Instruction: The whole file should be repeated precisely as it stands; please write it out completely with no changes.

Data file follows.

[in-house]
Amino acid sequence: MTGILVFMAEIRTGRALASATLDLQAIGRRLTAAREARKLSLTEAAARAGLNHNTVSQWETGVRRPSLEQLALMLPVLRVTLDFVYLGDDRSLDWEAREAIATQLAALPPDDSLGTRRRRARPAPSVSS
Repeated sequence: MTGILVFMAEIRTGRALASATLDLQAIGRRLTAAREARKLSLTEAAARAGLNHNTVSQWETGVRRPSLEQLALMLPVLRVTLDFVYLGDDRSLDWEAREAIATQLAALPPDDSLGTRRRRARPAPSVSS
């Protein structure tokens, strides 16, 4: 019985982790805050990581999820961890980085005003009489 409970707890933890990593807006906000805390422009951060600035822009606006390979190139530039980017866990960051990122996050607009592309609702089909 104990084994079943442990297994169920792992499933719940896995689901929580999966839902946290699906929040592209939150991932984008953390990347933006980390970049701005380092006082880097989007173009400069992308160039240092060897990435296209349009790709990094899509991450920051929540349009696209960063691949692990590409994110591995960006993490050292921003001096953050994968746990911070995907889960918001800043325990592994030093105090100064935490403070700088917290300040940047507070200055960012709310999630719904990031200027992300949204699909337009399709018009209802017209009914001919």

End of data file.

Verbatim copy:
[in-house]
Amino acid sequence: MTGILVFMAEIRTGRALASATLDLQAIGRRLTAAREARKLSLTEAAARAGLNHNTVSQWETGVRRPSLEQLALMLPVLRVTLDFVYLGDDRSLDWEAREAIATQLAALPPDDSLGTRRRRARPAPSVSS
Repeated sequence: MTGILVFMAEIRTGRALASATLDLQAIGRRLTAAREARKLSLTEAAARAGLNHNTVSQWETGVRRPSLEQLALMLPVLRVTLDFVYLGDDRSLDWEAREAIATQLAALPPDDSLGTRRRRARPAPSVSS
């Protein structure tokens, strides 16, 4: 019985982790805050990581999820961890980085005003009489 409970707890933890990593807006906000805390422009951060600035822009606006390979190139530039980017866990960051990122996050607009592309609702089909 104990084994079943442990297994169920792992499933719940896995689901929580999966839902946290699906929040592209939150991932984008953390990347933006980390970049701005380092006082880097989007173009400069992308160039240092060897990435296209349009790709990094899509991450920051929540349009696209960063691949692990590409994110591995960006993490050292921003001096953050994968746990911070995907889960918001800043325990592994030093105090100064935490403070700088917290300040940047507070200055960012709310999630719904990031200027992300949204699909337009399709018009209802017209009914001919």